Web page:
Anew wave of technologies for information sharing and work collaboration dubbed Web 2.0including blogs, wikis, news feeds, and social networks - is gaining recognition from accounting professionals. Another Web 2.0 technology, cloud computing, is becoming increasingly popular for business enterprise use. While there is not yet a universally accepted definition for cloud computing, as a general term it refers to providing large-scale computing resources over the Internet. This article provides a brief introduction to cloud computing and its impact on the accounting profession.
What Is Cloud Computing?
The computing resources provided in cloud computing fall into three broad categories of service: data storage, infrastructure/platform, and application software. Data storage is about storing and managing the volume of business data and valuable personal data for companies. In the infrastructure/platform category, cloud computing providers offer the use of computer hardware with system software, which involves operating systems, security, and network systems. Providers also take care of hardware installation, system configuration, and maintenance to make the IT infrastructure ready for a company to use. For application software, cloud computing allows companies to run a variety of software applications using cloud services without managing their own applications. These software applications include business applications that process business operations, such as sales, purchases, production, human resources, and productivity applications (e.g., office suites and communication and media applications). Yet it is almost impossible to provide services that fit into just one of these categories. For example, many application software services depend upon hardware and system platforms. It is also impossible to provide data storage services without having infrastructure and database applications involved.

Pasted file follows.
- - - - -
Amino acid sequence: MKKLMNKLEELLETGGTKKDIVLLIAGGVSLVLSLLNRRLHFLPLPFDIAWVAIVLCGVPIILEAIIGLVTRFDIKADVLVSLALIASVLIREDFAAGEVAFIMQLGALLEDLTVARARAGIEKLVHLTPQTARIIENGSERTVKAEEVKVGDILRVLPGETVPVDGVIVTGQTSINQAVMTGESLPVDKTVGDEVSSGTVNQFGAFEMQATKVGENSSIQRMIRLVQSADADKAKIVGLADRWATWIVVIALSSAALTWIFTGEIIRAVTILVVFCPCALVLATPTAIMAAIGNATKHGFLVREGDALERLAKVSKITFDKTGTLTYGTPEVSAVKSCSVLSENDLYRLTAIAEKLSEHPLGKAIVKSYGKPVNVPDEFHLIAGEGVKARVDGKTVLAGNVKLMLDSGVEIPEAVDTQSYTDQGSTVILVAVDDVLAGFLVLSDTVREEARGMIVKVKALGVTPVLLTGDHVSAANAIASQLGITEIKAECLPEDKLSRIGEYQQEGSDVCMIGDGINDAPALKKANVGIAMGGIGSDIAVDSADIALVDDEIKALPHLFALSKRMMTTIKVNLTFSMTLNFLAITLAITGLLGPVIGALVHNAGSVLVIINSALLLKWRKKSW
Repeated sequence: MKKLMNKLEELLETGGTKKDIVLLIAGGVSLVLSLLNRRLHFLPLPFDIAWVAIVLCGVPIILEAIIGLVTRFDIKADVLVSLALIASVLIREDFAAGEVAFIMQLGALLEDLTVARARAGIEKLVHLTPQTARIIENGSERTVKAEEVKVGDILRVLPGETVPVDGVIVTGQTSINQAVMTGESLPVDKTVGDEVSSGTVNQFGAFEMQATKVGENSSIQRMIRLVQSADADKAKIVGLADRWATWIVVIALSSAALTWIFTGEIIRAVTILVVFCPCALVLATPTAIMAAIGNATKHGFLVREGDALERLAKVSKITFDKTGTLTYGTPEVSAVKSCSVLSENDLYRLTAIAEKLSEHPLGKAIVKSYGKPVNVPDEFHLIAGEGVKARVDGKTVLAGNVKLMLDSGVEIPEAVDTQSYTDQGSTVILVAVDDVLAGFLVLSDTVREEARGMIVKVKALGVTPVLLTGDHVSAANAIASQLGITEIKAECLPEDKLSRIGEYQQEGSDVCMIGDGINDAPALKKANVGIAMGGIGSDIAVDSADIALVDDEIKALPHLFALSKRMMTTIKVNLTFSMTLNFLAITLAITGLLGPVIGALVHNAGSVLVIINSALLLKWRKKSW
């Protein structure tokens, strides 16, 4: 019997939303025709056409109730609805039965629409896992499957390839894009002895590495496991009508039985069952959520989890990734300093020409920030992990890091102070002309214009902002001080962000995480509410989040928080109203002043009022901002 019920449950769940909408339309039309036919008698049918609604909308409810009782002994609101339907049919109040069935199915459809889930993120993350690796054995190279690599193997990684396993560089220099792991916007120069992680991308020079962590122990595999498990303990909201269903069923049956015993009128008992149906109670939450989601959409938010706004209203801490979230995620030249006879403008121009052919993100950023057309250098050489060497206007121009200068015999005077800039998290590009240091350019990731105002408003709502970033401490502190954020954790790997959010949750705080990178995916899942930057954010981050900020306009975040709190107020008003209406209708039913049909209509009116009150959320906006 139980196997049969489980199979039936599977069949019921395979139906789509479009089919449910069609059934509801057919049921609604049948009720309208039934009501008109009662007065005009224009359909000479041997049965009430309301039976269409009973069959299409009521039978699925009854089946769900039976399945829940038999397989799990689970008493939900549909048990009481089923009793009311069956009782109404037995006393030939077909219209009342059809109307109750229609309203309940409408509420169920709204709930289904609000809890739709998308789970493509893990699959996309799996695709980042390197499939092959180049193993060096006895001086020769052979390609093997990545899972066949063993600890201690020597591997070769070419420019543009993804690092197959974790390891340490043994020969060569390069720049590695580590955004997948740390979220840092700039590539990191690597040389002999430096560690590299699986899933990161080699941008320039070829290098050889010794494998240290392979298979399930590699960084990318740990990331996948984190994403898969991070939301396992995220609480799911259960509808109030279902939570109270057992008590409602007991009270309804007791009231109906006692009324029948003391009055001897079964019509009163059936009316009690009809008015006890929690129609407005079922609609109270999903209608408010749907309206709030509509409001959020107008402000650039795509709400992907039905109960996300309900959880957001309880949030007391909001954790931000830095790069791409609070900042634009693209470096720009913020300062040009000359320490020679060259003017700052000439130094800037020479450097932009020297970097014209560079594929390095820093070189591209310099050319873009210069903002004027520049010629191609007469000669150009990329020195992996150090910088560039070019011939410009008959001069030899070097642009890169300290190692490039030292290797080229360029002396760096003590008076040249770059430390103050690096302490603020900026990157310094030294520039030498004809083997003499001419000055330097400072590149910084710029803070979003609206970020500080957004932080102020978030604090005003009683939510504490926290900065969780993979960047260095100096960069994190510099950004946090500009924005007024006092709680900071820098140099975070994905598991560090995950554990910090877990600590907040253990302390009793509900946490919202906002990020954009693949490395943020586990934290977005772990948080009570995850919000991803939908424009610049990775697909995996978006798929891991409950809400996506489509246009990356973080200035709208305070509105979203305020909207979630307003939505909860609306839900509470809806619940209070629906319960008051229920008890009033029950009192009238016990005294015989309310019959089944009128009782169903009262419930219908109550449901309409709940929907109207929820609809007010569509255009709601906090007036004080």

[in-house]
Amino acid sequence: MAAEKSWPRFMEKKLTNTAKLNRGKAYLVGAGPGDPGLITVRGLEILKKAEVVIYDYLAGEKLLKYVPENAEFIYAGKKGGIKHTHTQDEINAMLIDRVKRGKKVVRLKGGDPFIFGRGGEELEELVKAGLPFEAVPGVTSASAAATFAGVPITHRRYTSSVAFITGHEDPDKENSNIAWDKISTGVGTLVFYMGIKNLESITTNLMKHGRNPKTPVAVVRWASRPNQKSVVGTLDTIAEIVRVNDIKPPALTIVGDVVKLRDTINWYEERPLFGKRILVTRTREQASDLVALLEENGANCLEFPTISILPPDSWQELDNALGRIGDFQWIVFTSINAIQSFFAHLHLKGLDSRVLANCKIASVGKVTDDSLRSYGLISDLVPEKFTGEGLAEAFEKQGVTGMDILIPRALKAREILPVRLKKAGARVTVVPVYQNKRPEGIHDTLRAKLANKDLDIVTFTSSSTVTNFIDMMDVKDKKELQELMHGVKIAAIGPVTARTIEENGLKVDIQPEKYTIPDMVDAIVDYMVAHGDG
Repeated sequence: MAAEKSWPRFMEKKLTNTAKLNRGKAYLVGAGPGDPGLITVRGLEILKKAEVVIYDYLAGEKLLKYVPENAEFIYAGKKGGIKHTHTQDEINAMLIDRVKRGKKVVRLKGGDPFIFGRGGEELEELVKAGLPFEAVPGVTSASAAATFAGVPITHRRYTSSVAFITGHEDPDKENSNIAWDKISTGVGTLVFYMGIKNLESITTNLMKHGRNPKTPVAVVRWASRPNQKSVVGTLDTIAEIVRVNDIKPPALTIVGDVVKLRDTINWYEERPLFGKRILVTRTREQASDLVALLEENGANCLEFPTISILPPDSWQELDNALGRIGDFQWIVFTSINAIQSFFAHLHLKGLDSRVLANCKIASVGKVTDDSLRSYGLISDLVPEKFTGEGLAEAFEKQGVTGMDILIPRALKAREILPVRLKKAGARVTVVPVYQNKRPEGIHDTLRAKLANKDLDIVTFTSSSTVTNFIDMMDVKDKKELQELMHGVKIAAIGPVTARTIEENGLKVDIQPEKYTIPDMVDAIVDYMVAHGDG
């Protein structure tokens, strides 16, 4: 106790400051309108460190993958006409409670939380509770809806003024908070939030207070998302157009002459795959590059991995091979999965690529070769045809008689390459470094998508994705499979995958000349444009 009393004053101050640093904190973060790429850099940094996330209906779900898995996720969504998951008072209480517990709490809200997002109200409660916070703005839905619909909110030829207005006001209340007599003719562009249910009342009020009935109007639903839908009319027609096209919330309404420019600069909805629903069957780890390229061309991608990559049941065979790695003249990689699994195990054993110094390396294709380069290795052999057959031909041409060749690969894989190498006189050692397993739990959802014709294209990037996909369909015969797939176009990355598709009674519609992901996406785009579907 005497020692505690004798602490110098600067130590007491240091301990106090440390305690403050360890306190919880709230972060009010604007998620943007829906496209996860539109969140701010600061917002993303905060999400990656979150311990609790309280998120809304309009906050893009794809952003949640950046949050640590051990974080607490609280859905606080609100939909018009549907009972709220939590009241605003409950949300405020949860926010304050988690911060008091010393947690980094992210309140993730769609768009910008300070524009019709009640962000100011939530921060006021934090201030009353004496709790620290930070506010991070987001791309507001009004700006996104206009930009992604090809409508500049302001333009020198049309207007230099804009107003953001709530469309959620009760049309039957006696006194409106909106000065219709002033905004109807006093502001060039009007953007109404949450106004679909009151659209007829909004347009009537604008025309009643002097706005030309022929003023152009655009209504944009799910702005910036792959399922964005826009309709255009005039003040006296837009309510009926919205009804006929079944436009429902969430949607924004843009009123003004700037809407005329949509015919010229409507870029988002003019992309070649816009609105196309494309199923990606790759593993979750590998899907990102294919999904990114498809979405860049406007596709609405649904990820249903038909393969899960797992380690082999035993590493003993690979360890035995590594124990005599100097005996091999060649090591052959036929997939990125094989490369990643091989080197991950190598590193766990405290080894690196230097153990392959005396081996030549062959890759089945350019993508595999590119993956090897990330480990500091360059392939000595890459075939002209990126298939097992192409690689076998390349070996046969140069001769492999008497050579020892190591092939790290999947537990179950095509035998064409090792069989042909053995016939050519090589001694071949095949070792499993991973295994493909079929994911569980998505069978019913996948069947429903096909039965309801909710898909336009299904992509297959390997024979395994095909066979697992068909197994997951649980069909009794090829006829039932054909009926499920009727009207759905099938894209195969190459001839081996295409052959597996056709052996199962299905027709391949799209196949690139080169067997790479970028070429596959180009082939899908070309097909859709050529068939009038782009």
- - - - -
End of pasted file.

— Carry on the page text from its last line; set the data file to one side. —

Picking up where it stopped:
In the past few years, many IT companies have emerged to provide services in these three categories. Because they are provided over the Internet and typical users do not know where the actual computing is carried out, they refer to getting the services "from the cloud." In comparing cloud computing with traditional IT, the industry is now more focused on providing readyto-use services rather than selling hardware and software to users who then have to figure out how to use them. From the viewpoint of users, they no longer have to buy hardware and software and then install and maintain them. Whenever they need computing power or IT services, they get them from the cloud - meaning purchasing and using the services available over the Internet.
There may be an analogue of today's cloud computing in the emergence of the national electrical grid a century ago - a time when companies stopped generating their own power and plugged into the grid for all their electricity needs. Today, cloud computing providers encourage companies to plug into the cloud to satisfy their computing needs rather than leaving companies to manage these functions by themselves. As a result, small companies may no longer need their IT departments, as everything they need can be obtained from the cloud, while large companies are expected to continue to maintain their IT responsibility in the areas such as Internet connections, firewall protection, local area networks, and workstations. The pricing method in cloud computing is similar to that of utility services where users pay for the usage with a fixed portion, a variable portion, or both. For these reasons, cloud computing is sometimes referred to as "utility computing."
Examples of Cloud Computing Services
Companies have a variety of cloud computing providers to choose from, depending on their needs; some of the most popular are listed below. In the data storage category, Nirvanix (www.nirvanix.com) offers fully managed data storage service through a delivery network to enterprise customers. …